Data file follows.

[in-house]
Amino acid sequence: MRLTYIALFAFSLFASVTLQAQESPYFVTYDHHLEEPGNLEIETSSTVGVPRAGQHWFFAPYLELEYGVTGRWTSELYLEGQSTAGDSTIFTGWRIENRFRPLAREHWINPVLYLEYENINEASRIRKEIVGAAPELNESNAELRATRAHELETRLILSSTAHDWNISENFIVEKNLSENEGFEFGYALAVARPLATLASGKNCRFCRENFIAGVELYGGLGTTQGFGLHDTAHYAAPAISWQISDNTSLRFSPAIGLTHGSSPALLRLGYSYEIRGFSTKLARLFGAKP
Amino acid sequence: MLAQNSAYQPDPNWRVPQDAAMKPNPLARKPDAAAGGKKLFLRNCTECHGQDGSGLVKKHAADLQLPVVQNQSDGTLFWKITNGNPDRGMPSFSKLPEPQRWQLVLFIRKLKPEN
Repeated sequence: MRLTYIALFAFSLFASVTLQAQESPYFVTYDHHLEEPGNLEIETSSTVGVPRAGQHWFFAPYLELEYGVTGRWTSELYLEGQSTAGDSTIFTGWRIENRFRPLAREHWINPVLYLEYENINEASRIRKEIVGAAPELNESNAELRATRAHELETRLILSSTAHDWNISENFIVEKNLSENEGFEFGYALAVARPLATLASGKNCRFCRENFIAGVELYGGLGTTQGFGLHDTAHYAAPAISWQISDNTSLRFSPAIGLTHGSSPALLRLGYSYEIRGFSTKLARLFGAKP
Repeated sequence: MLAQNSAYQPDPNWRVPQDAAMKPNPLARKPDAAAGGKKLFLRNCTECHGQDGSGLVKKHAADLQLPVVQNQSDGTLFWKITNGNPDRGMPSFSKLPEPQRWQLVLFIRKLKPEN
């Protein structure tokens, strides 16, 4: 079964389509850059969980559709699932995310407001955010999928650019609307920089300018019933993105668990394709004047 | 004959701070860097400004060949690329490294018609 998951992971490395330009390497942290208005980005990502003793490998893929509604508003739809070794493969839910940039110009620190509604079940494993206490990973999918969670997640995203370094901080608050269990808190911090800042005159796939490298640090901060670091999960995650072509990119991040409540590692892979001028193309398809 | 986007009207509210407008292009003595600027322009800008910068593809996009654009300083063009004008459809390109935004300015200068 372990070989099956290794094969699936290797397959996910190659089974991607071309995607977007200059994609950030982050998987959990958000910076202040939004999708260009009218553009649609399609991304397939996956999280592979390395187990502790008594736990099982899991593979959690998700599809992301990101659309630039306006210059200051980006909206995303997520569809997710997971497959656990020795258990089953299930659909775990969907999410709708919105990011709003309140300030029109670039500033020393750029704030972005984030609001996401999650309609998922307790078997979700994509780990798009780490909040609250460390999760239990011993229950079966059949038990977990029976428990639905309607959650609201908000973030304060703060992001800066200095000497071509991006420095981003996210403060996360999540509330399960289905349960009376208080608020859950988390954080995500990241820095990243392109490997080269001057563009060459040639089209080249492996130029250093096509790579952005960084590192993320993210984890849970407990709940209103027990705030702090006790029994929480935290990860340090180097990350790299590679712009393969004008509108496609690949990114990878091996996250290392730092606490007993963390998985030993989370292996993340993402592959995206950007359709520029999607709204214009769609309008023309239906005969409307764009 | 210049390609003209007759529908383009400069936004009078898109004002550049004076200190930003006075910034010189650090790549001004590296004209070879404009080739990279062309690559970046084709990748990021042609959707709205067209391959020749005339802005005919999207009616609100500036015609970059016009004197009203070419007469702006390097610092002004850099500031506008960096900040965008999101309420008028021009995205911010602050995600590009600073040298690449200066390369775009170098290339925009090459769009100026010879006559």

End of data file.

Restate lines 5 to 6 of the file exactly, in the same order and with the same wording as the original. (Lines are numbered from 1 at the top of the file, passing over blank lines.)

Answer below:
Repeated sequence: MLAQNSAYQPDPNWRVPQDAAMKPNPLARKPDAAAGGKKLFLRNCTECHGQDGSGLVKKHAADLQLPVVQNQSDGTLFWKITNGNPDRGMPSFSKLPEPQRWQLVLFIRKLKPEN
């Protein structure tokens, strides 16, 4: 079964389509850059969980559709699932995310407001955010999928650019609307920089300018019933993105668990394709004047 | 004959701070860097400004060949690329490294018609 998951992971490395330009390497942290208005980005990502003793490998893929509604508003739809070794493969839910940039110009620190509604079940494993206490990973999918969670997640995203370094901080608050269990808190911090800042005159796939490298640090901060670091999960995650072509990119991040409540590692892979001028193309398809 | 986007009207509210407008292009003595600027322009800008910068593809996009654009300083063009004008459809390109935004300015200068 372990070989099956290794094969699936290797397959996910190659089974991607071309995607977007200059994609950030982050998987959990958000910076202040939004999708260009009218553009649609399609991304397939996956999280592979390395187990502790008594736990099982899991593979959690998700599809992301990101659309630039306006210059200051980006909206995303997520569809997710997971497959656990020795258990089953299930659909775990969907999410709708919105990011709003309140300030029109670039500033020393750029704030972005984030609001996401999650309609998922307790078997979700994509780990798009780490909040609250460390999760239990011993229950079966059949038990977990029976428990639905309607959650609201908000973030304060703060992001800066200095000497071509991006420095981003996210403060996360999540509330399960289905349960009376208080608020859950988390954080995500990241820095990243392109490997080269001057563009060459040639089209080249492996130029250093096509790579952005960084590192993320993210984890849970407990709940209103027990705030702090006790029994929480935290990860340090180097990350790299590679712009393969004008509108496609690949990114990878091996996250290392730092606490007993963390998985030993989370292996993340993402592959995206950007359709520029999607709204214009769609309008023309239906005969409307764009 | 210049390609003209007759529908383009400069936004009078898109004002550049004076200190930003006075910034010189650090790549001004590296004209070879404009080739990279062309690559970046084709990748990021042609959707709205067209391959020749005339802005005919999207009616609100500036015609970059016009004197009203070419007469702006390097610092002004850099500031506008960096900040965008999101309420008028021009995205911010602050995600590009600073040298690449200066390369775009170098290339925009090459769009100026010879006559």